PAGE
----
Great presentation by Tom Coates to kick off the final session of the day, unless you're a semantic web fan, in which case it was heresy and the root of all evil in the world. He was drawing a parallel between the work of King Darius in the year A Long Time Ago BC, who built a new transport network across Persia, and transformed the country as a result. (Prior to that, princes of Persia had to jump across roofs to get around).
Today, we're in a similar situation, as we evolve the web from a place where each site was complete unto itself, into a place where the interaction of sites, through the exchange of data creates a new network that will reshape the world. Lanyrd.com is an example of something that was built quickly and easily from data from other sites. (But it isn't the semantic web that'd driving that. The top-down approach has been superseded by a more organic approach to building links - which is orthogonal to the efforts of the key semantic advocates.)
Aside: he built a slide with 150 transitions in 30 seconds. I am in awe....
That network is beginning to extend beyond the world of sites, into network-enables devices. He gave a range of examples from the Boris Bike to parking in San Francisco, but I'm going to focus on the Internet-connected scales. You could scan Twitter for the tweets from the scales, and do trends and maps... OK, back to the parking then - by tracking use and networking the data with traffic information, they can vary parking prices to ensure that there's always one parking space per block, and thus make traffic flow more efficient... Interconnected data opens up the possibility of positive changes to a physical living environment.
And that's what brings us back to Darius. We're building the inromation network that the next generation will build on to change the world.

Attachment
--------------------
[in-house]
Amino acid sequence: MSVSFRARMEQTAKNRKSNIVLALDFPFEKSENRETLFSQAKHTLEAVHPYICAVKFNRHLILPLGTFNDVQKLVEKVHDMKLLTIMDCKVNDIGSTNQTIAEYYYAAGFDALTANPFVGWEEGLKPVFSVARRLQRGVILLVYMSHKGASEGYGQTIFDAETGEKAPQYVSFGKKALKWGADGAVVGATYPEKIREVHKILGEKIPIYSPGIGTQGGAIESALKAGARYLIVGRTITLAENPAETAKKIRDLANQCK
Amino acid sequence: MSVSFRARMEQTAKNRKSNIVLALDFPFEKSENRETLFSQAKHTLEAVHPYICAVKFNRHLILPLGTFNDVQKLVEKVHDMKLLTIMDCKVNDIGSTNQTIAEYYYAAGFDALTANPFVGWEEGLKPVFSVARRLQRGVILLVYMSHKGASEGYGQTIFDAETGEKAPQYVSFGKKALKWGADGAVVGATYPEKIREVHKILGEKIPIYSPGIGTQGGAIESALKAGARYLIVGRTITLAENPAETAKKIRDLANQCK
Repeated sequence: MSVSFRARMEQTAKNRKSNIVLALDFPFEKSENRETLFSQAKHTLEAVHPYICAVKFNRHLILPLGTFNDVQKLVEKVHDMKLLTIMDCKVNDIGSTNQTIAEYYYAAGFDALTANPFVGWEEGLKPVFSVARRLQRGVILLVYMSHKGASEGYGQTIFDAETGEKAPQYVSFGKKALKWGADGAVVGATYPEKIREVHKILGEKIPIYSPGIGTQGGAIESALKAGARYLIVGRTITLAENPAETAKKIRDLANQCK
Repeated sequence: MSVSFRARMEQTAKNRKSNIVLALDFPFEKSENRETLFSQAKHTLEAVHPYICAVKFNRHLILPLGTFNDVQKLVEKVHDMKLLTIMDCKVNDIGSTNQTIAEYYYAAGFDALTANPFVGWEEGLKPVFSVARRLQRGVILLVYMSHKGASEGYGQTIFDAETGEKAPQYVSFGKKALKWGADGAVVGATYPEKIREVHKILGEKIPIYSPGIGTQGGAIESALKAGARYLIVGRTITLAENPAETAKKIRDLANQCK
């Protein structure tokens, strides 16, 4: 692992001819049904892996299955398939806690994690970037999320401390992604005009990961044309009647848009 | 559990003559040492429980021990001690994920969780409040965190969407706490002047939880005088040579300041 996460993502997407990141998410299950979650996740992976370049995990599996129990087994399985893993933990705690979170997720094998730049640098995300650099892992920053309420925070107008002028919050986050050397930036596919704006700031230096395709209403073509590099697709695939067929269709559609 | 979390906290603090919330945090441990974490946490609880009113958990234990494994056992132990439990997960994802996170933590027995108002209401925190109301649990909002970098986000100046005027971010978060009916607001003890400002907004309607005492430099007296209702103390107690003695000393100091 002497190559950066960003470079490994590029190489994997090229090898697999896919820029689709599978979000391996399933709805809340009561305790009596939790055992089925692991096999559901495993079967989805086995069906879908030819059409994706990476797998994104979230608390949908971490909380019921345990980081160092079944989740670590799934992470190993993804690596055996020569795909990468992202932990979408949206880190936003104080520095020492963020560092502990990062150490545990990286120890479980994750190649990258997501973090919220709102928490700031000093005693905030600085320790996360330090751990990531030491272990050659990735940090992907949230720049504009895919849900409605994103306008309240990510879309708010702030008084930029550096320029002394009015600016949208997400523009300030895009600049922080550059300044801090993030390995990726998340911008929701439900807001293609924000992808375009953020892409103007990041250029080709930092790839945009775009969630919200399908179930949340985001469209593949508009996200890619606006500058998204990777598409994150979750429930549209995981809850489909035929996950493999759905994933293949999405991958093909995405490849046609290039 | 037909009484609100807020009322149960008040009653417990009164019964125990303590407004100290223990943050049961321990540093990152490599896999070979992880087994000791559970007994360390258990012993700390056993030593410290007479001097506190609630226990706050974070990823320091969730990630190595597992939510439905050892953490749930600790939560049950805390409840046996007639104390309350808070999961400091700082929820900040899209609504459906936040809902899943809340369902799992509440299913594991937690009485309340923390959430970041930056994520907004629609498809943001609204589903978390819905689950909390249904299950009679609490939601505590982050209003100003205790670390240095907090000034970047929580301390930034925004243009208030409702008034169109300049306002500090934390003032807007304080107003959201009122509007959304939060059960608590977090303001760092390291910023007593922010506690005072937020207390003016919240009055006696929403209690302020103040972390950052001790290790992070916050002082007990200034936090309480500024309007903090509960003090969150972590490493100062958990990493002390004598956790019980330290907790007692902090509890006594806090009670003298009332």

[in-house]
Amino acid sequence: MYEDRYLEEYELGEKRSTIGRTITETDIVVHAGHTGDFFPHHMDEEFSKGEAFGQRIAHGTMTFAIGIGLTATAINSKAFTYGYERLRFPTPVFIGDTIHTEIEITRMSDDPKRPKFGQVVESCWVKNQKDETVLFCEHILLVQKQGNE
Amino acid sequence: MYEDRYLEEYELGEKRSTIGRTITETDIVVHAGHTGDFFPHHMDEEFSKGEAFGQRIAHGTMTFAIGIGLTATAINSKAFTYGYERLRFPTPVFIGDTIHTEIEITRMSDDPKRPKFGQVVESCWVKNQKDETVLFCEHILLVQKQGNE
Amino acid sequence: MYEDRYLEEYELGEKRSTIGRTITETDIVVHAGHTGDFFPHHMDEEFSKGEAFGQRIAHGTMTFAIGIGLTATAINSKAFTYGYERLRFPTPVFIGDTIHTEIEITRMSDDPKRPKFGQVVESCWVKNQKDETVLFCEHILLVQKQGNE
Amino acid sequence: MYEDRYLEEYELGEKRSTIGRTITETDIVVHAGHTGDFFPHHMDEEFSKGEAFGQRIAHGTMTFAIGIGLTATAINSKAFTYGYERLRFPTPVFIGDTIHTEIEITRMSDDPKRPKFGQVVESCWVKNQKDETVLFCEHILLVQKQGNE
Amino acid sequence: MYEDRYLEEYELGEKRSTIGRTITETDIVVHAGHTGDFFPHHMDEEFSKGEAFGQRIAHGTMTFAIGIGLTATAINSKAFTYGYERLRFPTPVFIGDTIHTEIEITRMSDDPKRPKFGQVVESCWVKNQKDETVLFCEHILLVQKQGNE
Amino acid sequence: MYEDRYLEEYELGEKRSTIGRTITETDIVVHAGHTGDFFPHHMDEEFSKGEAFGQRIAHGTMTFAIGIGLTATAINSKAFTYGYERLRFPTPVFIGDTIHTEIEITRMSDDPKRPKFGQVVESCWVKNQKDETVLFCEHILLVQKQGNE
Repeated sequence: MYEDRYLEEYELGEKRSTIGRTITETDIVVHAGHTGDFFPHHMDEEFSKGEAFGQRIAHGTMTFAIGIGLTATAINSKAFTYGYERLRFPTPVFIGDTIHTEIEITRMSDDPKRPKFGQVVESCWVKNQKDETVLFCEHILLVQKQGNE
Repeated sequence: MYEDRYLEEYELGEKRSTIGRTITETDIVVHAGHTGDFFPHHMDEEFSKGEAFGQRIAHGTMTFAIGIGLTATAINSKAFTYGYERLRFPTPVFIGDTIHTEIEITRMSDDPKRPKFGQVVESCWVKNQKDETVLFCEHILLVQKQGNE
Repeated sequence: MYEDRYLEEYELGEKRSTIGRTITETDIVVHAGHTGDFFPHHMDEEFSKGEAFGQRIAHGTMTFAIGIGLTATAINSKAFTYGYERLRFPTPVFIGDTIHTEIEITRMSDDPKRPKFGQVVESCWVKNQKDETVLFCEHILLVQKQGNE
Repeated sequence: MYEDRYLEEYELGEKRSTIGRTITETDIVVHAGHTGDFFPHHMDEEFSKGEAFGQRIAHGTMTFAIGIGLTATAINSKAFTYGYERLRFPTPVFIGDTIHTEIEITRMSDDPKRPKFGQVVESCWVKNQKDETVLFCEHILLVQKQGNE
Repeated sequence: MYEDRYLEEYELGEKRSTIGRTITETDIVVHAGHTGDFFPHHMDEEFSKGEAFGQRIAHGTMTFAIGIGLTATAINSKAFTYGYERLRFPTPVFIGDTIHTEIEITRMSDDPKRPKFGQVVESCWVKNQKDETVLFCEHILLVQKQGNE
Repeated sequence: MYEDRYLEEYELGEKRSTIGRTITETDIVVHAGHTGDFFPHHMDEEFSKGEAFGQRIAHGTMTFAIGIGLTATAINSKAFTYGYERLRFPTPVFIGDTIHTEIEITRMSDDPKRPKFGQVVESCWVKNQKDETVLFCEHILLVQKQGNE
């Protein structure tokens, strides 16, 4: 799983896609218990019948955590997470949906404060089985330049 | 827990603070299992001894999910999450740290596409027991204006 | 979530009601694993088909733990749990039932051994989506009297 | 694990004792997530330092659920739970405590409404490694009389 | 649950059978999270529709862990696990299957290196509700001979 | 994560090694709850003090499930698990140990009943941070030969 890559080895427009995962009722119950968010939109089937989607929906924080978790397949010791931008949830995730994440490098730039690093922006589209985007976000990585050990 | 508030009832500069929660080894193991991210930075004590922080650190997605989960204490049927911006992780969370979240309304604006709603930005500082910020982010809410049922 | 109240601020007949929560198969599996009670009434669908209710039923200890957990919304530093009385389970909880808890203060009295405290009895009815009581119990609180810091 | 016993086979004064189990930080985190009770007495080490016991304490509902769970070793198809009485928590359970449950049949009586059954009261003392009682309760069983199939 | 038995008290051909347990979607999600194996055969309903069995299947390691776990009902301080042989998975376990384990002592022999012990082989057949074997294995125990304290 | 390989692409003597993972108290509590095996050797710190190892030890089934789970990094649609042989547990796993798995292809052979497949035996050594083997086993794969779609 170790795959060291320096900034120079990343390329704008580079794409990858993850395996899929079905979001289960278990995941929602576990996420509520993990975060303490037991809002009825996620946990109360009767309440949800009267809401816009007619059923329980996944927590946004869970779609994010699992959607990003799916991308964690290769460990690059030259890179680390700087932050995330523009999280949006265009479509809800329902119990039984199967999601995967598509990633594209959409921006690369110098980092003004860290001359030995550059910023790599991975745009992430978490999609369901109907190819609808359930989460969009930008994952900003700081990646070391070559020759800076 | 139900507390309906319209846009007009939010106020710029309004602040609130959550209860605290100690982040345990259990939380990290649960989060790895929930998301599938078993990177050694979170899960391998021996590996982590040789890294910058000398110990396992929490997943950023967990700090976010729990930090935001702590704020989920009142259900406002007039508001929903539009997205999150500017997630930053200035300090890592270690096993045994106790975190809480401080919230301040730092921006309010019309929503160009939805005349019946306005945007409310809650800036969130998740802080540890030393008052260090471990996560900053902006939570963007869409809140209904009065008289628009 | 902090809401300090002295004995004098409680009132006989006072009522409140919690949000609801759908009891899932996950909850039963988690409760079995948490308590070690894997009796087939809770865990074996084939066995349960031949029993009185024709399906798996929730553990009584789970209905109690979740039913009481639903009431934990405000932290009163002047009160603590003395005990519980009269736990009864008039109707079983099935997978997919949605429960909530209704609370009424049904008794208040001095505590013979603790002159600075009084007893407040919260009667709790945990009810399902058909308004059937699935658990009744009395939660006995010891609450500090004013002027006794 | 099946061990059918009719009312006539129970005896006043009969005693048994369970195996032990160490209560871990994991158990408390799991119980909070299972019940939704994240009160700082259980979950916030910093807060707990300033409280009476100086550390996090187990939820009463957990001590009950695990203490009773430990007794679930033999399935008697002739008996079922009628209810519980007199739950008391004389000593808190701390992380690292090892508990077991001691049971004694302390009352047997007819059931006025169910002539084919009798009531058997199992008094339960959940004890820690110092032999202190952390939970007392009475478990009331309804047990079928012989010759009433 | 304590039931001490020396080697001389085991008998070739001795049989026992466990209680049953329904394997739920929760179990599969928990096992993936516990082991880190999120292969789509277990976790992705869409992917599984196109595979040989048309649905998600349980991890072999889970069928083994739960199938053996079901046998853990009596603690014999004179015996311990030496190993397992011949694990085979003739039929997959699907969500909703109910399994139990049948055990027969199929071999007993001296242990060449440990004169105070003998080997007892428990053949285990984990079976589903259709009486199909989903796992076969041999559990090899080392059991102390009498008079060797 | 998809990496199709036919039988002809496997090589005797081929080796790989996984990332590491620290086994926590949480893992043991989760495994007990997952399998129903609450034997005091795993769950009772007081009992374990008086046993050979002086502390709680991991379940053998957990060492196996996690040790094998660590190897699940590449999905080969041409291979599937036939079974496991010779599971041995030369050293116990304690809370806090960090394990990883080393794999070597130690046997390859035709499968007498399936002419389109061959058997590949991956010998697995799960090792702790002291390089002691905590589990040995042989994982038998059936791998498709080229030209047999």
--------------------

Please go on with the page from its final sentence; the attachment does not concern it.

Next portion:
I hope he puts those slides online. They were just beautiful.
I'm down in Brighton for dConstruct, a conference I've heard plenty about over the years, but never actually managed to attend. And so far, it's proving an interesting morning. It's certainly challenging some of the preconceived notions I see in play in the way we build websites. Brendan Dawes (right) has just given a great talk called "Boil, Simmer, Reduce", which led on nicely from Marty Neumeier's talk emphasising the need to move beyond a comfort zone fo wholesale acceptance and user-testing approval to truly innovate. The first two parts of Dawes' talk were issues I have a low-level awareness of, but easily let go of in the stress of the average day. There is a need to draw in information and inspiration from outside sources, and relect on the ideas that come from that process - and reflect again as you start drawing on those concepts while you're working on projects.
I've noted a trend in blog design in recent years, where the growth in columns from two to three is rolling back to two - or ever one. (Note the simplified look of currybet, for example) In a way, this whole thought process is pushing me back to the days of student newspapers, Macs and Pagemaker, when most magazines used every font that they possibly could. I argued for keeping the typeface choice extremely limited and, seeing as I was editor, I won. I think we're in a similar place with web functionality right now. Roll back the widgets, concentrate on the user journey and what they really want from the site.